In accordance with the present invention, the flexible bit rate clock recovery unit 30 includes a plurality of fixed bit rate clock recovery units 32, a comparator 34 and a selector 36. An input data signal 40 is fed into a bank of conventional fixed bit rate clock recovery units 32. A fixed bit rate clock recovery unit 32 is provided for each bit rate supported by the invention. In this way, an intermediary clock signal is extracted from the input data signal by each of the fixed bit rate clock recovery units 32. However, the correct clock signal is extracted by the fixed bit rate clock recovery unit 32 that operates at the bit rate of the input data signal.
As shown in FIG. 2, each fixed bit rate clock recovery unit 32 may include an amplifier 42, an exclusive OR gate 44, and a narrowband filter 46. In operation, the input data signal is fed into the amplifier 42 which in turn provides two amplified data signals to the exclusive OR gate 44. One of the amplified data signals is delayed by half the bit period relative to the other data signal. By using a narrowband filter 46, an intermediary clock signal is extracted from the output data signal from the exclusive OR gate 44. In this embodiment, it is envisioned that a mixer could be used in place of the exclusive OR gate 44. Although this embodiment is presently preferred for the fixed bit rate clock recovery unit 32, this is not intended as a limitation of the broader aspects of this invention. On the contrary, other embodiments of a fixed bit rate clock recovery unit may be suitably used in the flexible bit rate clock recovery unit 30.
A comparator 34 is then used to generate an encoded data signal which is indicative of the clock signal associated with the input data signal. In particular, the comparator 34 receives each of the intermediary clock signals and compares the amplitudes of each of the intermediary clock signals. An indicator for the intermediary clock signal having the largest amplitude is encoded into a digital data signal which is output by the comparator. For instance, if the flexible bit rate clock recovery unit 30 supports sixteen (16) different bit rates (i.e., sixteen fixed bit rate clock recovery units), then a four bit word may be used as the encoded digital data signal. Thus, the encoded data signal is indicative of the clock signal associated with the input data signal.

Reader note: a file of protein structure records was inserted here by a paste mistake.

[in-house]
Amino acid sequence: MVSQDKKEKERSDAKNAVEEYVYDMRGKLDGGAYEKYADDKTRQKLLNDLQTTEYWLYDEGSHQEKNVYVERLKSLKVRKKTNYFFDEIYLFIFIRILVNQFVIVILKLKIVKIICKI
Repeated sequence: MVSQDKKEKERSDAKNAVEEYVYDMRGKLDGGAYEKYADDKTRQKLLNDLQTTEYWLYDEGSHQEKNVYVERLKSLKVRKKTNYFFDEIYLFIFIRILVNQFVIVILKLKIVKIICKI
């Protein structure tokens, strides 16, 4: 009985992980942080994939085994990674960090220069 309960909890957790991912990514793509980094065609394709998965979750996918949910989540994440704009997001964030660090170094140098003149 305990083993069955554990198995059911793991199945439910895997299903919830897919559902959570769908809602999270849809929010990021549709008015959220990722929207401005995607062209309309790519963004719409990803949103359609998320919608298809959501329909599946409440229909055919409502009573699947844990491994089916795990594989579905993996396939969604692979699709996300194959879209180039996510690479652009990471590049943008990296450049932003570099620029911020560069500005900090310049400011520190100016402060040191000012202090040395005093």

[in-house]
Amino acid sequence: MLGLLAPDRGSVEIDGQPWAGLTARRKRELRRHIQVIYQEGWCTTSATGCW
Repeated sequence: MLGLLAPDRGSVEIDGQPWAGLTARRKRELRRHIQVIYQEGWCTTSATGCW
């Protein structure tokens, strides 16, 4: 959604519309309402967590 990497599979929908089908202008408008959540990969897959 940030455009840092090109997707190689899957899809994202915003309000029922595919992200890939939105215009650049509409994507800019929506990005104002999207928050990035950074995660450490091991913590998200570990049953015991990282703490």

Lastly, a selector 36 is used to select the appropriate clock signal. To do so, the selector 36 receives each of the intermediary clock signals from the fixed bit rate clock recovery units 32. The selector 36 passes one of the intermediary clock signals based on the encoded data signal received from the comparator 34, thereby recovering the clock signal from the input data signal. The selector 36 may be embodied as either an analog or a digital switch. One skilled in the art will readily recognize that the selector 36 may also be operative to re-shape the selected intermediary clock signal into a recovered clock signal.